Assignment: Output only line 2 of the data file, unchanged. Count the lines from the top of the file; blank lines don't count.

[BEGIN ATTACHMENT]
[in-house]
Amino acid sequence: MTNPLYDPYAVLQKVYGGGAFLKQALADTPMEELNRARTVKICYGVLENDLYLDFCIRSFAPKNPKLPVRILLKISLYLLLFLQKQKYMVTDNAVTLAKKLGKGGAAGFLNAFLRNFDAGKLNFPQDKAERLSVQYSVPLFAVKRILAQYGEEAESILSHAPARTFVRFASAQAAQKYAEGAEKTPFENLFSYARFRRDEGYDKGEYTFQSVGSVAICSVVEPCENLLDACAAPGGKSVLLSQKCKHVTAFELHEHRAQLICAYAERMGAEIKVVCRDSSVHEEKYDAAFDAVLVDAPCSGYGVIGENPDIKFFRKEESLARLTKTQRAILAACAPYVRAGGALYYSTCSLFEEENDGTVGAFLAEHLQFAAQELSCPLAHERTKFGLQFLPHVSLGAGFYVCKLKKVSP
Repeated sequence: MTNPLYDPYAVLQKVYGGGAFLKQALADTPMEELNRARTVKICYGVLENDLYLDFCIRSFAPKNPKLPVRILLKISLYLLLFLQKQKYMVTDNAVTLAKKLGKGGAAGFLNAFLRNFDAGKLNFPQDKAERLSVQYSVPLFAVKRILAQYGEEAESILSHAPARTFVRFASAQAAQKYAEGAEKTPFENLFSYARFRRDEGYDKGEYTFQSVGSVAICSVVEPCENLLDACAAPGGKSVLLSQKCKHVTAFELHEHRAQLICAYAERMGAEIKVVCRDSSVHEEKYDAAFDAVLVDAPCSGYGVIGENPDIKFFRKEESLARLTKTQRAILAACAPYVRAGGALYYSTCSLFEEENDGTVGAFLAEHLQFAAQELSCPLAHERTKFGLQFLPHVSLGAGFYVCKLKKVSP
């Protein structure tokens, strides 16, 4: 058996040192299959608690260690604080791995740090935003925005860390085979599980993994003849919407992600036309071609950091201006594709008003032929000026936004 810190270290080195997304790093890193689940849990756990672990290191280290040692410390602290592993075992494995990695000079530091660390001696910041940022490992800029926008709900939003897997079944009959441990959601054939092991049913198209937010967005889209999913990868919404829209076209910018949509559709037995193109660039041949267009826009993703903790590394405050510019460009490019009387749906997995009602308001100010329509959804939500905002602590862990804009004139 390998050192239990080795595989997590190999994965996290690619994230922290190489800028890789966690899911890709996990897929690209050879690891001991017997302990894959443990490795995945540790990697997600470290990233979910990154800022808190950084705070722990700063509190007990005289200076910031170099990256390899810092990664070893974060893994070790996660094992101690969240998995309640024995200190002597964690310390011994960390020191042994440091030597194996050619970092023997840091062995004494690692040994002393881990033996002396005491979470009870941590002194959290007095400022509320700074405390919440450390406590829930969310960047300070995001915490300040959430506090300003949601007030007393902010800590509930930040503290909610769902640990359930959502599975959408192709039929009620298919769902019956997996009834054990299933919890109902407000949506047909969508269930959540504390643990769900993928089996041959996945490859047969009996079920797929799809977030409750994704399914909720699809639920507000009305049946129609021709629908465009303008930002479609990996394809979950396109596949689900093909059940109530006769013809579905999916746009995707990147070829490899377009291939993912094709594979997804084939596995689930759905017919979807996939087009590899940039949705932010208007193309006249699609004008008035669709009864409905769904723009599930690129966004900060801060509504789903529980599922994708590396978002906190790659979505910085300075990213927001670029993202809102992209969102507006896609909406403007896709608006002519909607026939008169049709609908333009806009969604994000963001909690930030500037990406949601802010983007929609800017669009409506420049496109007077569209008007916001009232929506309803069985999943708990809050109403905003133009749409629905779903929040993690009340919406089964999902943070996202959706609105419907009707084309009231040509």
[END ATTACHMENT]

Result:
Amino acid sequence: MTNPLYDPYAVLQKVYGGGAFLKQALADTPMEELNRARTVKICYGVLENDLYLDFCIRSFAPKNPKLPVRILLKISLYLLLFLQKQKYMVTDNAVTLAKKLGKGGAAGFLNAFLRNFDAGKLNFPQDKAERLSVQYSVPLFAVKRILAQYGEEAESILSHAPARTFVRFASAQAAQKYAEGAEKTPFENLFSYARFRRDEGYDKGEYTFQSVGSVAICSVVEPCENLLDACAAPGGKSVLLSQKCKHVTAFELHEHRAQLICAYAERMGAEIKVVCRDSSVHEEKYDAAFDAVLVDAPCSGYGVIGENPDIKFFRKEESLARLTKTQRAILAACAPYVRAGGALYYSTCSLFEEENDGTVGAFLAEHLQFAAQELSCPLAHERTKFGLQFLPHVSLGAGFYVCKLKKVSP